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Younger people in wealthier countries no longer feel that having children is fulfilling

Japan will plunge over economic and social cliff unless country reverses its population decline

I have highlighted before the problems caused by declining birth rates in various parts of the world, but these demographic chickens are now coming home to roost. Japanese prime minister Fumio Kishida starkly announced in January to parliament: “Our country is on the brink of being unable to maintain the functions of society”. What Kishida means is that his country will plunge over an economic and social cliff unless Japan reverses its population decline.

World population now stands at 8 billion and increasing, but rate of increase is markedly slowing down. The current increase in world population is mainly driven by Africa where growth remains strong, although decreasing in rate.

In much of the remainder of the world birth rates are well below replacement rates. The median age of the world’s population today is 31 years, up from 24 in 1950. Median age will reach 42 years by 2100 when world population will peak at 10.4 billion and then decline.

A fertility rate of 2.1 children per woman is necessary to maintain a steady population. Japan’s current fertility rate of 1.3 is about the same as China’s, and higher than Taiwan’s (1.0) and South Korea’s (0.8). It is only a little lower than traditionally Catholic countries Poland (1.39), Italy (1.47) and Ireland (1.6). Fertility rates average 1.67 across 37 OECD countries and world fertility rate is 2.43 (5.0 in 1950).


Japan’s population has been declining for years and it is now one of the fastest ageing countries on earth with over-65s accounting for almost 30 per cent of the population. In 1973, 2.09 million children were born, in 2022 less than 800,000. Empty classrooms are closing schools. If current trends continue Japan’s population will decline from 128 million in 2017 to 50 million in 2100.

Many younger people in wealthier countries today no longer feel that having/rearing children is a fulfilling life project.

Japan’s neighbour China also has demographic headaches. Throughout most of recorded history China boasted the largest population in the world. However, China will cede that distinction to India later this year. After 36 years of the infamous one-child-per-family policy China faces a population-deficit crisis. The Chinese Government now encourages families to have two or three children.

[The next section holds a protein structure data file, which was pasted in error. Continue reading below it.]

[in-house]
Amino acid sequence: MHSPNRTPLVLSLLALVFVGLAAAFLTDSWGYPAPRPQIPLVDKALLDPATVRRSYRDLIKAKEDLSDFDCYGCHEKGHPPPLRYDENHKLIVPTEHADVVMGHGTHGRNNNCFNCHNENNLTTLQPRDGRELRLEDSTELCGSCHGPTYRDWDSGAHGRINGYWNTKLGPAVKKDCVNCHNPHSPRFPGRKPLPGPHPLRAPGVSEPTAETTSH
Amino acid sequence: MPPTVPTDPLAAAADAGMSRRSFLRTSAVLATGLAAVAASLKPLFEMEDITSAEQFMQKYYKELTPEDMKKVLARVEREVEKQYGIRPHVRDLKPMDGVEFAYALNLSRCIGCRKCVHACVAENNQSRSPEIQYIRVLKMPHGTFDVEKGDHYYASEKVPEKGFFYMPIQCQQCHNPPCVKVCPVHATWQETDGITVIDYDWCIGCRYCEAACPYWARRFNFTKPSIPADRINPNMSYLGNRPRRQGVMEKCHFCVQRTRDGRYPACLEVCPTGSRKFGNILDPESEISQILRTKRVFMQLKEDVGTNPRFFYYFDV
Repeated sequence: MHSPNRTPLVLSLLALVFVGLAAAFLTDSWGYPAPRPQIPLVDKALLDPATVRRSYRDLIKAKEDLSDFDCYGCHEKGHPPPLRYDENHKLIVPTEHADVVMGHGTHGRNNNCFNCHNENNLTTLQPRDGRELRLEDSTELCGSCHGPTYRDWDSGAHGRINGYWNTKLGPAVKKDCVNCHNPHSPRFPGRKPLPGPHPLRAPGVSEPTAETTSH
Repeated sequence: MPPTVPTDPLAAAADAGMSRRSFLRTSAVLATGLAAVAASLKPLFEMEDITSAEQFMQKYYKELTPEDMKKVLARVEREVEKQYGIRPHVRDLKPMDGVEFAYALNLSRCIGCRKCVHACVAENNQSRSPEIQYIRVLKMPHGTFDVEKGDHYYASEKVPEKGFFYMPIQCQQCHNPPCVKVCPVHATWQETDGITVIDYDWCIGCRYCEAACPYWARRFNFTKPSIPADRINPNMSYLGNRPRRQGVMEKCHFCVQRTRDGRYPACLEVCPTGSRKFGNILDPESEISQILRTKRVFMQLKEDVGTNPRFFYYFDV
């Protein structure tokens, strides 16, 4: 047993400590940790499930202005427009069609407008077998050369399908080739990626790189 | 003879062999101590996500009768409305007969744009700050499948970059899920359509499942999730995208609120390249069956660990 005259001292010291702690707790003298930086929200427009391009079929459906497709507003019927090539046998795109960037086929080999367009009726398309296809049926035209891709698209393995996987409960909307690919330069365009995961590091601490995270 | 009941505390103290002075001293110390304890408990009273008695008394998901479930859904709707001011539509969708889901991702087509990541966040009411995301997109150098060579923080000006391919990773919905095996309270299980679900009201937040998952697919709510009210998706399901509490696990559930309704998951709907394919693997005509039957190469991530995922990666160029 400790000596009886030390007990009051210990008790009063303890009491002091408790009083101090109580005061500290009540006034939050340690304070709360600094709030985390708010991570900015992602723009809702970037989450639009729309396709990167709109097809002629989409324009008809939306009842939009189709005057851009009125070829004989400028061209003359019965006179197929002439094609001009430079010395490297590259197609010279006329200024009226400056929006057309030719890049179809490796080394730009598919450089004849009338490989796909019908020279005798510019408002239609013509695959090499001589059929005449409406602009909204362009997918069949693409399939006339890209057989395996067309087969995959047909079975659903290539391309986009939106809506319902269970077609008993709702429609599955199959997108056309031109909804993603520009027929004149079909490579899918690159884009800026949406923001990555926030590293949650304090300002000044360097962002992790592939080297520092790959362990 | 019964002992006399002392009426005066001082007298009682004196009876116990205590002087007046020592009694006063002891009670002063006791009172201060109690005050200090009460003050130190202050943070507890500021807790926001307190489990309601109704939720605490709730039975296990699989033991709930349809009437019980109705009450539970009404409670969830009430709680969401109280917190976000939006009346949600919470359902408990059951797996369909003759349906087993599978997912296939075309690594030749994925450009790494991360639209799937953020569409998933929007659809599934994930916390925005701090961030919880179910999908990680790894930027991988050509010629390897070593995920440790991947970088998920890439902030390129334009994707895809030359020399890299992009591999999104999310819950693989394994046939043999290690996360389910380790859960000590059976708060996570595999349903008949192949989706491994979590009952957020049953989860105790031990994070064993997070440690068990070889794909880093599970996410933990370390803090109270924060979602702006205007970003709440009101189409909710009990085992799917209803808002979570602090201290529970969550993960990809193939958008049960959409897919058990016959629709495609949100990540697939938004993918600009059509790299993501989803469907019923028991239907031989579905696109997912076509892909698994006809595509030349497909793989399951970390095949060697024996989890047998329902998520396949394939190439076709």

Many younger people in wealthier countries today no longer feel that having/rearing children is a fulfilling life project. Having children in Japan invites a heavy economic burden and is a powerful reason people are having fewer children. Education – grind schools and university tuition – is very expensive. Daily working hours are excessively long and family-unfriendly and young women fear that having children means having to end their careers to stay at home.

One big problem with a below-replacement birth rate is that the ratio of younger workers relative to elderly non-working citizens rapidly declines making it very difficult to run the economy and fund social services. Successive Japanese governments have shunned immigration as part of a solution to alleviate chronic labour shortages and strain on health and social security funding. Just 2 per cent of Japanese population is “foreign” compared to an average of 12 per cent in OECD countries. The answers to Japan’s demographic problems must therefore come from within.

The situation is stark. If the demographic situation is not righted Japan risks fading away into the background to history

Kishida said that reversing the demographic trend is a top priority for his administration. The plan is to spend lots of money to “create a children – first economy and society. Policies and children and childcare are the most effective investment for the future “. The State will provide an annual $592 to couples who have a child, additional to existing payments of $115 per month to every child up to the age of three and then an $80 allowance paid until the child graduates high school.

However it seems certain that much more incentive/effort will be required to significantly increase Japanese birth rates. Social infrastructure must be constructed to encourage people to feel secure enough to have children, including generous maternity/paternity leave, guarantees that having children will not negatively affect career prospects, generous mortgage terms to parents of young children, etc. According to OECD, the key determining factor in countries that have slightly reversed drooping fertility rates recently, was more equal sharing of household and parenting duties.

The situation is stark. If the demographic situation is not righted Japan risks fading away into the background to history. I have no doubt that Japan will successfully reverse its demographic decline. The Japanese are a proud people with a Samurai/Bushido warrior tradition. Fading away is not in Japanese nature.

William Reville is an emeritus professor of Biochemistry at UCC